Focus on the Family Gets in the Game
If the Super Bowl was once the marquee platform for erectile dysfunction commercials and spots reveling in crude sexual humor, Christian-values organization Focus on the Family is looking to use the big game to remind viewers about moral obligations. The Colorado-based group, which campaigns against abortion and same-sex marriage and offers help for “brokenness in families,” has bought a 30-second spot to run alongside the beers, cars and potato chip ads on February 7. CBS is charging between $2.5 million and $2.8 million for the big game’s marquee spots.
According to a press release from the Colorado-based organization, the Focus on the Family commercial will feature college-football star Tim Tebow and his mother, Pam, in a message about how to “celebrate family, celebrate life.” The two will share a story about how Pam was told by doctors that Tim ought to be aborted and how she refused.
A CBS spokesman confirmed that the network had accepted the spot, explaining that the network had vetted the script, as it does with all ads. “Every spot, no matter its point of view, goes through the standards and practices department.”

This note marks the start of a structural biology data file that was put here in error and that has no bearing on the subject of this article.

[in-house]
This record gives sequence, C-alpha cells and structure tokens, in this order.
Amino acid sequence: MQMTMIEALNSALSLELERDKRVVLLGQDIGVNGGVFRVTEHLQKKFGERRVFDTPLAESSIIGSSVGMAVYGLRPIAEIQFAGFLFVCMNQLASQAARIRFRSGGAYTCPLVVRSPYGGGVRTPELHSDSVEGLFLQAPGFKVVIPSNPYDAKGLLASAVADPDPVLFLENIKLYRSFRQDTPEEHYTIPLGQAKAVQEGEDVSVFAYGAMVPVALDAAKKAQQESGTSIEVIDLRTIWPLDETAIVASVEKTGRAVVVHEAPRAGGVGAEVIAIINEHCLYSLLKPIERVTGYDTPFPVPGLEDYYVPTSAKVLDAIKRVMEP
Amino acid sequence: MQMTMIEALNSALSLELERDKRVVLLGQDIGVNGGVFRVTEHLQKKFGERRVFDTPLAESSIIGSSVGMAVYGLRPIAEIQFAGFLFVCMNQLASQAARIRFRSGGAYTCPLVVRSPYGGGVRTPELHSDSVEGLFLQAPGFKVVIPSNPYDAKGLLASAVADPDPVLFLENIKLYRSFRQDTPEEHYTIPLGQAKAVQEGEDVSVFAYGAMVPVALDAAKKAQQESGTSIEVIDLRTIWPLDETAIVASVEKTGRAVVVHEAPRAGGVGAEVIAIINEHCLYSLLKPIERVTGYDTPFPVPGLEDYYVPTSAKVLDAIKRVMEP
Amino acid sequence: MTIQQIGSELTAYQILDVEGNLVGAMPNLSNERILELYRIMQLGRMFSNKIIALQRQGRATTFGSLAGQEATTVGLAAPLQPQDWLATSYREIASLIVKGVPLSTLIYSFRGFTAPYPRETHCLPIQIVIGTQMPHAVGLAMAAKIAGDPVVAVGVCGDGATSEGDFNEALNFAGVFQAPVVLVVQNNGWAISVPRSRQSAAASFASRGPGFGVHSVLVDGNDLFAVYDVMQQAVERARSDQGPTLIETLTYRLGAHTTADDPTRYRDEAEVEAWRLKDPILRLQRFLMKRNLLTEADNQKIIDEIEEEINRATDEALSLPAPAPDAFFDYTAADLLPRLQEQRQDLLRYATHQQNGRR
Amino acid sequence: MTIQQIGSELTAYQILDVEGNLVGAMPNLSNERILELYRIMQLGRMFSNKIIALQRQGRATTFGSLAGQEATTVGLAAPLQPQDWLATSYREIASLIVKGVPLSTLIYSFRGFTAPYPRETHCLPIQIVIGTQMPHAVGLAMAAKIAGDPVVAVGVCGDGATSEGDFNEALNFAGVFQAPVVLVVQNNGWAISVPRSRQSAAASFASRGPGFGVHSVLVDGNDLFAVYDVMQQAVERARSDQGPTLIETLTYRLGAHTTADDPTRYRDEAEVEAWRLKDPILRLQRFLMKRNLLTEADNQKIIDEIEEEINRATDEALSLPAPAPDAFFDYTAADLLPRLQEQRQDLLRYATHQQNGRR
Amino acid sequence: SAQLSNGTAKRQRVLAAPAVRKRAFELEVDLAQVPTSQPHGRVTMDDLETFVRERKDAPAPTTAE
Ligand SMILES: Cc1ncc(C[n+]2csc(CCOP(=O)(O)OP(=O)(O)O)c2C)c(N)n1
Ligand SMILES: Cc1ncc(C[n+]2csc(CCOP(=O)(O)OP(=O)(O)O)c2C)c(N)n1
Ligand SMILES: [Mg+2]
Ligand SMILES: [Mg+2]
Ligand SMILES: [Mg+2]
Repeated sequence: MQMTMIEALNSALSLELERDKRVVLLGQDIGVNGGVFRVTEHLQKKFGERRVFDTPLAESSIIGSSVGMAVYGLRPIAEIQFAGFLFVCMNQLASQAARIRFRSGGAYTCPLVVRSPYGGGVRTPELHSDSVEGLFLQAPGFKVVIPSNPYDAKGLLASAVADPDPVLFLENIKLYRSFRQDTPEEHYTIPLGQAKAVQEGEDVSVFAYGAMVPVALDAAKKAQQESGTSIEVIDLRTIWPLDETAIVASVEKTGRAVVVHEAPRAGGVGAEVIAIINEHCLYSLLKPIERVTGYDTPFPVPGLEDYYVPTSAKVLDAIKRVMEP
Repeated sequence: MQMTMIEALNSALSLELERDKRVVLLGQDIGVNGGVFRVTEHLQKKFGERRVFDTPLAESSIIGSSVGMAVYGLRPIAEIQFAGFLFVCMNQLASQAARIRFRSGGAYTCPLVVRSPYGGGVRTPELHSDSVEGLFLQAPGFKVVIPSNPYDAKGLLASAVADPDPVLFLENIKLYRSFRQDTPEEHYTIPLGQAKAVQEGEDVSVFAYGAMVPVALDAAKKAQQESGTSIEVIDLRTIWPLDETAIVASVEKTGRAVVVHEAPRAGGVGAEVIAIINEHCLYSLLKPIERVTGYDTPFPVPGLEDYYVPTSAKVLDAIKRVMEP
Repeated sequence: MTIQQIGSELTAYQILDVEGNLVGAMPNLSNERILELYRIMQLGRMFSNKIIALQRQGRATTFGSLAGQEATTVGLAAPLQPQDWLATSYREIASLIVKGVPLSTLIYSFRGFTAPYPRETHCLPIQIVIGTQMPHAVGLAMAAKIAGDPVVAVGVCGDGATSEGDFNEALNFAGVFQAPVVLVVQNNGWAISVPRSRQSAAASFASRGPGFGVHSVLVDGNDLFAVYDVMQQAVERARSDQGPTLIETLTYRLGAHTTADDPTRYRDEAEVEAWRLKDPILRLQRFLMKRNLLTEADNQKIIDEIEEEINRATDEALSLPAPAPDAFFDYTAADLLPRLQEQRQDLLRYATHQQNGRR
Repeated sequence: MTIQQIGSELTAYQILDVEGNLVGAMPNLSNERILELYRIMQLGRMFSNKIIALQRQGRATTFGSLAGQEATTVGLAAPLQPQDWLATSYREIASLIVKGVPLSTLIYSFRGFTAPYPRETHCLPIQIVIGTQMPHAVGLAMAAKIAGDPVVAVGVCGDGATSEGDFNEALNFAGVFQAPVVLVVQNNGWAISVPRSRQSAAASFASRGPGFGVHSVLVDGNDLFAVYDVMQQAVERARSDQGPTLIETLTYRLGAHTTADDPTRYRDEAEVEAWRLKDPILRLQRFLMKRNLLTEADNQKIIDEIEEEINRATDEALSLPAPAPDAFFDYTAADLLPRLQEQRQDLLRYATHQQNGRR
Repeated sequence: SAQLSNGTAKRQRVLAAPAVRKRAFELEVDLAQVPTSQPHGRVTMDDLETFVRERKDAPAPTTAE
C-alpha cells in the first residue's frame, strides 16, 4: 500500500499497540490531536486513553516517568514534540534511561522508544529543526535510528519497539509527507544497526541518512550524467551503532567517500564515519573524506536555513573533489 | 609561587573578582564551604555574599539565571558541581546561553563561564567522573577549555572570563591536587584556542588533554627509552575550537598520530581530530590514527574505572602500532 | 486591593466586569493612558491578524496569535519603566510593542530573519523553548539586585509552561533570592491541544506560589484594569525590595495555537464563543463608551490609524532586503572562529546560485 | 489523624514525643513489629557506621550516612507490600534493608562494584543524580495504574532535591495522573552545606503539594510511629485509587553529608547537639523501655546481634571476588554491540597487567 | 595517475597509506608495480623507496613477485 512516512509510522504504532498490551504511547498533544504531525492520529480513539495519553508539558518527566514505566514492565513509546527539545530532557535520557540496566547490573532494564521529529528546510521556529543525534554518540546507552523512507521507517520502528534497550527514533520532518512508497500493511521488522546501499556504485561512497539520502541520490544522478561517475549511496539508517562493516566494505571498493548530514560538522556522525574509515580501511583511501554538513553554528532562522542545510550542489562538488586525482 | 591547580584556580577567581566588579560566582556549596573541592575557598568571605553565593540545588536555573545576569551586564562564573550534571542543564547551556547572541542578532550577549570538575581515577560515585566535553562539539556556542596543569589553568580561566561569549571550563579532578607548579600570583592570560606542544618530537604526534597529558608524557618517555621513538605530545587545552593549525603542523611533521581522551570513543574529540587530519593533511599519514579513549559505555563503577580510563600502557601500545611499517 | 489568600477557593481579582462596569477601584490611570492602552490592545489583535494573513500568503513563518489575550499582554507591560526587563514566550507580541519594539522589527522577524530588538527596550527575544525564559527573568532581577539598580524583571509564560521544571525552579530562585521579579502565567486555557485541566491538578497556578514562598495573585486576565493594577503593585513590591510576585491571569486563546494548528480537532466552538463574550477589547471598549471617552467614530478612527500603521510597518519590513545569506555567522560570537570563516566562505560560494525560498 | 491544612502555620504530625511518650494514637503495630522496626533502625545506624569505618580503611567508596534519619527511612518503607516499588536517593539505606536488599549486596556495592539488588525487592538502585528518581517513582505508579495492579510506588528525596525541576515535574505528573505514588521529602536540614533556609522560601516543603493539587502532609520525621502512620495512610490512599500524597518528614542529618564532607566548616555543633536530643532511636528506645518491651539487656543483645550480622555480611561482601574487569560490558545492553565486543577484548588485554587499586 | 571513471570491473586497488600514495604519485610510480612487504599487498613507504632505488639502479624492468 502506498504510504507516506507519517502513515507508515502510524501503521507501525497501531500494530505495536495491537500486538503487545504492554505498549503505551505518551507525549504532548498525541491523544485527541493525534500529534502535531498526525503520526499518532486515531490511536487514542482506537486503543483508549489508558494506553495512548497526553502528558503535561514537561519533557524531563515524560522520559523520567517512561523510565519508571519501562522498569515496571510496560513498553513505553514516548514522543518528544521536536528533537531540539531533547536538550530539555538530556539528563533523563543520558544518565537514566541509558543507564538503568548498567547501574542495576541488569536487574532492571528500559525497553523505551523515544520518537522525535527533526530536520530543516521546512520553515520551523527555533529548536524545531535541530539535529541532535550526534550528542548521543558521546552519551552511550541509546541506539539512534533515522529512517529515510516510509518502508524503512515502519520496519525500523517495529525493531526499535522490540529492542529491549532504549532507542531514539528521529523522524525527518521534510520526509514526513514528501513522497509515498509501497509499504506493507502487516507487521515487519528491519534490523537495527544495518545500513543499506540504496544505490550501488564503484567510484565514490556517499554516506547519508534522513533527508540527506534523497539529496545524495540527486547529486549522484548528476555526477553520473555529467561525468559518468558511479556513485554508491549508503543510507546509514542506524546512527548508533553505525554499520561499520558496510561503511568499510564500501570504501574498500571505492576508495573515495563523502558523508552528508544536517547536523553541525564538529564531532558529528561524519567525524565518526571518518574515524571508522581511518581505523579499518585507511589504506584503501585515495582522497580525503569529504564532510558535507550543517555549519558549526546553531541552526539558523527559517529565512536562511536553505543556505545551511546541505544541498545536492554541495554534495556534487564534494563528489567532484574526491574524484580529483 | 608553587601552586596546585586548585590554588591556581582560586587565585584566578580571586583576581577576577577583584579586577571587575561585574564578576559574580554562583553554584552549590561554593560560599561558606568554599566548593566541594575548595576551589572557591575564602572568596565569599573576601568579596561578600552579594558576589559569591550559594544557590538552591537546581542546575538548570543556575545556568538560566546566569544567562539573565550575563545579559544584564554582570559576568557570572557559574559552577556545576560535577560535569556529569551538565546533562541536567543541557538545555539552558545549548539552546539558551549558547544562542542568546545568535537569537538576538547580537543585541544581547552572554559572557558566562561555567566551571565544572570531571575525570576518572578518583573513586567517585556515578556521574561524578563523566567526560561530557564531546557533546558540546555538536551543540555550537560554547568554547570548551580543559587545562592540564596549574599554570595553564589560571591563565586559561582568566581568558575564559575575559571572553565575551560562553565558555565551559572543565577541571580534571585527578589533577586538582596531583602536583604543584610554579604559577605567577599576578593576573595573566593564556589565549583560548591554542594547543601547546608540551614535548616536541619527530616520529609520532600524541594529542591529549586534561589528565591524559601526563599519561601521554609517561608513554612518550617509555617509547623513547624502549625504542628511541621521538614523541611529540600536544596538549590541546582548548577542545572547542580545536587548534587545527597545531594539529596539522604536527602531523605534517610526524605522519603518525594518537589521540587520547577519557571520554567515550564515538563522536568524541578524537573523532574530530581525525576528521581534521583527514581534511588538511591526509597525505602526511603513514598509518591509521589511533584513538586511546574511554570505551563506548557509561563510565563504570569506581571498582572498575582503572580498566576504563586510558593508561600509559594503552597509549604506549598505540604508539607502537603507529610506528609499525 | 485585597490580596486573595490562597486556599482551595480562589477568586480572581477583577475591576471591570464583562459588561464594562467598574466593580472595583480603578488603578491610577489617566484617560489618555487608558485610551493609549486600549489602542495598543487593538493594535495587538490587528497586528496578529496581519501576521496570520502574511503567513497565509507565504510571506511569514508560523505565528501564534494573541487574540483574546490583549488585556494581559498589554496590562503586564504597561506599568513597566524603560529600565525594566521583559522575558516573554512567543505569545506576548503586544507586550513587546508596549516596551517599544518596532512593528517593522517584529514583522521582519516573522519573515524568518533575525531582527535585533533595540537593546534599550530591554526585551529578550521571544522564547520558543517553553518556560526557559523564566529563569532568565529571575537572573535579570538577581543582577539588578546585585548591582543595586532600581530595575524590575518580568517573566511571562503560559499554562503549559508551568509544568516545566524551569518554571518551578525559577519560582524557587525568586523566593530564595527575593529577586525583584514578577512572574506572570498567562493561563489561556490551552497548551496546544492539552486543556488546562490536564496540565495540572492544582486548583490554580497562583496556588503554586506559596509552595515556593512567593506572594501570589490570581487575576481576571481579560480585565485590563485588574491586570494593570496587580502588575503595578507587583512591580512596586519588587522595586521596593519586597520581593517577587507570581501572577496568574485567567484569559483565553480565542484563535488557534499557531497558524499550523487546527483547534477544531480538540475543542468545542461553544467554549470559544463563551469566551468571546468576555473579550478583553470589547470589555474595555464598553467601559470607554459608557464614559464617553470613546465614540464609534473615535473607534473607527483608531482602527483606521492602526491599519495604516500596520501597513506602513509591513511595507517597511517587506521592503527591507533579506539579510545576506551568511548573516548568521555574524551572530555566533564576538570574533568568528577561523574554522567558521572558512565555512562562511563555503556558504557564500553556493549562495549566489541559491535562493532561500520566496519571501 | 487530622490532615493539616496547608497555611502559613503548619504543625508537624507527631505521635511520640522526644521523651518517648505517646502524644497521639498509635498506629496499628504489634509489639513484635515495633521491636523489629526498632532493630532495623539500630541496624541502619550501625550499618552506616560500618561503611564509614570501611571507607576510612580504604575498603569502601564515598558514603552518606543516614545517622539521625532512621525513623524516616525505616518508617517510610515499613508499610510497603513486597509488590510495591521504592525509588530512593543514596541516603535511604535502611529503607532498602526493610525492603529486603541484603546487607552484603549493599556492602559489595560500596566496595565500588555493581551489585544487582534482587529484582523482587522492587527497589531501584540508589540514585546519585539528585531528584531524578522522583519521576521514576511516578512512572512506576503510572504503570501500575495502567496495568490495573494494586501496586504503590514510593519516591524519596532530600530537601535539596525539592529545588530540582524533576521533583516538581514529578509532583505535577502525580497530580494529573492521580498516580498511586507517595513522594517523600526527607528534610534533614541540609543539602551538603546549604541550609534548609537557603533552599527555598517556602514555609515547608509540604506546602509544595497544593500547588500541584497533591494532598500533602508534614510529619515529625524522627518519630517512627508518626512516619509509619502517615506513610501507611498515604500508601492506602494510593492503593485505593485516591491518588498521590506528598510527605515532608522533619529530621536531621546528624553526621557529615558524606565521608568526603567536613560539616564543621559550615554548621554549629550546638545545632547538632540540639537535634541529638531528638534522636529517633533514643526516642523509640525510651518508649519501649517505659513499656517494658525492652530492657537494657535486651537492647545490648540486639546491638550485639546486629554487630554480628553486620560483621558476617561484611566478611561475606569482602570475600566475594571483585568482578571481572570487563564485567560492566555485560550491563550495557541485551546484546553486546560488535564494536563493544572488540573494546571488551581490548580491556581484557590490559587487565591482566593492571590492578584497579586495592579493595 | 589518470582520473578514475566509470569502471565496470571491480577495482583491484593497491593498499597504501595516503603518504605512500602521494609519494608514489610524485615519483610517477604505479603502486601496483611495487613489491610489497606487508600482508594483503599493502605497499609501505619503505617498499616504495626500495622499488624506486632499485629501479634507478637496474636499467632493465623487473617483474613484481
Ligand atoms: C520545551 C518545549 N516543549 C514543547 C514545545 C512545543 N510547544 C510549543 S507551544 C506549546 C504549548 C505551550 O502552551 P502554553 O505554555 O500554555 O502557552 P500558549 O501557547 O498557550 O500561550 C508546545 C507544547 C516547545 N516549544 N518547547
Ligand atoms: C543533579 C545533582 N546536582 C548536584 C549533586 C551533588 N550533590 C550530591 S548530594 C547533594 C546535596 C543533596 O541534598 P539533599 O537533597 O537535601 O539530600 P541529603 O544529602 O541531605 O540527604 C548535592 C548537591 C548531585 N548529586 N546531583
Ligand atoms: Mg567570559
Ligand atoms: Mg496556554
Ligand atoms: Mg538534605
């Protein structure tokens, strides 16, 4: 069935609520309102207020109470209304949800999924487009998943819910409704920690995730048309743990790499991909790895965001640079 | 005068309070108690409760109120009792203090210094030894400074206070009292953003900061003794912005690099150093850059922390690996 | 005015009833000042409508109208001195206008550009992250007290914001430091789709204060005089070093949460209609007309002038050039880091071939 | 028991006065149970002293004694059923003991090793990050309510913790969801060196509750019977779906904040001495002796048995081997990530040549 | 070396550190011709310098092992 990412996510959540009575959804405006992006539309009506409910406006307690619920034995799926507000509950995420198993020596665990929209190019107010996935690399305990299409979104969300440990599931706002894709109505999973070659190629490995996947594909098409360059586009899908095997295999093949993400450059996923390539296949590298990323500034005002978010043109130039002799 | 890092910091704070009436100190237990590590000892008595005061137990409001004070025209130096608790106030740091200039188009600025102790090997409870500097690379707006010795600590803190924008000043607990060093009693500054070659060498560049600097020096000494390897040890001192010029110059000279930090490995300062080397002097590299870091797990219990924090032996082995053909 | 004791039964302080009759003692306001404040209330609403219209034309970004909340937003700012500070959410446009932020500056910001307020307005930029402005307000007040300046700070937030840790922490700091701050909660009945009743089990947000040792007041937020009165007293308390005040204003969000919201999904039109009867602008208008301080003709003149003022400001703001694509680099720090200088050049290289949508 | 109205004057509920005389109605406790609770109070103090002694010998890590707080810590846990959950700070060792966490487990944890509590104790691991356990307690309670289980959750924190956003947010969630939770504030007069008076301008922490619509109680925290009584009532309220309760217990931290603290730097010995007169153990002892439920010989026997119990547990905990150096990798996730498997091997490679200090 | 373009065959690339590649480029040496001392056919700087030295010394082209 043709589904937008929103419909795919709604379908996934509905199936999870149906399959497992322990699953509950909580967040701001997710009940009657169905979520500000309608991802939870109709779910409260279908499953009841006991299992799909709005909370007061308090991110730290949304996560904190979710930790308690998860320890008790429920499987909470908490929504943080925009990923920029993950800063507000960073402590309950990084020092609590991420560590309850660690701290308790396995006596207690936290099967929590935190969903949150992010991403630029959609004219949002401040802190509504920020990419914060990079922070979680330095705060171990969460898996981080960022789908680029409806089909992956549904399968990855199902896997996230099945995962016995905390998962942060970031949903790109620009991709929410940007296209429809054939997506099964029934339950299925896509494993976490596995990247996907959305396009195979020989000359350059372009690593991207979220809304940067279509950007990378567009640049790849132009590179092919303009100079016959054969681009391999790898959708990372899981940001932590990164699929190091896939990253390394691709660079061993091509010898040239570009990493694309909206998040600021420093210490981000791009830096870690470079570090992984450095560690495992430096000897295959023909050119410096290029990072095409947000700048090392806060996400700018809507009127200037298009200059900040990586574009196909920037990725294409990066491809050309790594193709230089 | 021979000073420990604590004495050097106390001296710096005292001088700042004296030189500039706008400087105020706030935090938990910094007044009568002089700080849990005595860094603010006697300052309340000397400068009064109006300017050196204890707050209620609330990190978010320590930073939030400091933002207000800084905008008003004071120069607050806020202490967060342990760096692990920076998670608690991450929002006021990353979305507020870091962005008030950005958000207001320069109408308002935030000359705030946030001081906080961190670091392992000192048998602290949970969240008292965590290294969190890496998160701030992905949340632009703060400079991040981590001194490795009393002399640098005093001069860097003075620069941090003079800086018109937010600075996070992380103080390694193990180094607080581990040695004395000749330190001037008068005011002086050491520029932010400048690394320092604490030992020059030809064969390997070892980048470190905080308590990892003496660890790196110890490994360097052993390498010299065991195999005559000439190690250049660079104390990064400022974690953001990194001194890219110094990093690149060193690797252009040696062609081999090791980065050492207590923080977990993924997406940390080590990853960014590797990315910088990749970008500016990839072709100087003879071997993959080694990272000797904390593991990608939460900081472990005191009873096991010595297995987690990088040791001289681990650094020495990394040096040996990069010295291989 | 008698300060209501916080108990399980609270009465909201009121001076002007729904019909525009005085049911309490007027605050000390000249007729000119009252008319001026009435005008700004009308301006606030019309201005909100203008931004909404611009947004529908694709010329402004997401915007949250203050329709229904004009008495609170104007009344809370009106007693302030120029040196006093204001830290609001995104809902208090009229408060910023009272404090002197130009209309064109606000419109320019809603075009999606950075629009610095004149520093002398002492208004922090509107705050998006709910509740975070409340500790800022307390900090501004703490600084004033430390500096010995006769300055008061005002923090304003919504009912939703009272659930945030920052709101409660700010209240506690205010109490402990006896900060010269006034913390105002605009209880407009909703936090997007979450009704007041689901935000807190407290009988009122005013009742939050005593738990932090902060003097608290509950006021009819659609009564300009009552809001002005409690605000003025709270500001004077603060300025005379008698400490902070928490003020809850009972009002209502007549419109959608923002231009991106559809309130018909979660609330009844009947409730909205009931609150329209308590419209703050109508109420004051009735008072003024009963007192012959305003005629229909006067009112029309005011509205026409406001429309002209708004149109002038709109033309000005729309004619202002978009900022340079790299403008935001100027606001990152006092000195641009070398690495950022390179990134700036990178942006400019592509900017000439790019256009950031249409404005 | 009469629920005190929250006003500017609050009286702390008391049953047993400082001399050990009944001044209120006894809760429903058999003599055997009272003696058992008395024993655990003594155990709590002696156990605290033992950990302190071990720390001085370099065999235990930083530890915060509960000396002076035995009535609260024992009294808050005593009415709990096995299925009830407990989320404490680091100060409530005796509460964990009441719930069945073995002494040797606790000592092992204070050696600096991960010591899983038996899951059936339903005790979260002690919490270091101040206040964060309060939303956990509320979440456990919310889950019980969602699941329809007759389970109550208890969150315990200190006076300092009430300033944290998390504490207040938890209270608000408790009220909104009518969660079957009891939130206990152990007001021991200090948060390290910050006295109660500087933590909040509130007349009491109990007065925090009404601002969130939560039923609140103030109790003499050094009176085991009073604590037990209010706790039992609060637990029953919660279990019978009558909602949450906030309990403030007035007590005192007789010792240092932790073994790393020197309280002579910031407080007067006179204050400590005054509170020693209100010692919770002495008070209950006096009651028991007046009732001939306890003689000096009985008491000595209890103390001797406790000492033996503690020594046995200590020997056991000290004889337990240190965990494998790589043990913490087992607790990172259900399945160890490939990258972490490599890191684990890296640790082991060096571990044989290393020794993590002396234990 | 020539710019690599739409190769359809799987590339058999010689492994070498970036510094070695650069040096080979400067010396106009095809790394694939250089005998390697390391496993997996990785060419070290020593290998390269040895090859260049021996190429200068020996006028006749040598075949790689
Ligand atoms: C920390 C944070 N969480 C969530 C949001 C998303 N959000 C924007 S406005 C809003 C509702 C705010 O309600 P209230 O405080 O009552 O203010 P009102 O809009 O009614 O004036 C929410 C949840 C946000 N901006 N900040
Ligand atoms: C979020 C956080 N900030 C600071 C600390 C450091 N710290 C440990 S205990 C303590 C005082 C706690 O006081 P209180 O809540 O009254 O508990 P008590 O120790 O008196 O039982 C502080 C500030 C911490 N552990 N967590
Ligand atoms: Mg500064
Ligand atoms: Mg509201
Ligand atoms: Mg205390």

It has yet to approve any video, but that is not expected to be a problem. “It is not inflammatory or divisive,” said an executive with knowledge of the ad. “It’s positive. It’s not pro-life flag waving.”
Even so, the ad has drawn fire from the National Organization for Women for its potential anti-abortion slant and its emphasis on the traditional definition of family. “My first response is: What a bunch of prigs! And shame on CBS for doing this,” NOW president Terry O’Neill told B&C. “This is a message of intolerance, and the Super Bowl is a family show. The message they [Focus on the Family] are sending is: ‘I’m superior because I did it this way.’” O’Neill added: “Many other demeaning and insulting ads have gone on the Super Bowl. CBS shouldn’t be airing it. It will end up on our media Hall of Shame Websites.”
The ad also is raising eyebrows among some members of the marketing community who are wondering how to discern what’s an acceptable ad. One marketing expert, who did not wish to be named for fear of upsetting clients, pointed out that CBS, along with Fox, refused to carry ads for products such as Trojan condoms in 2007.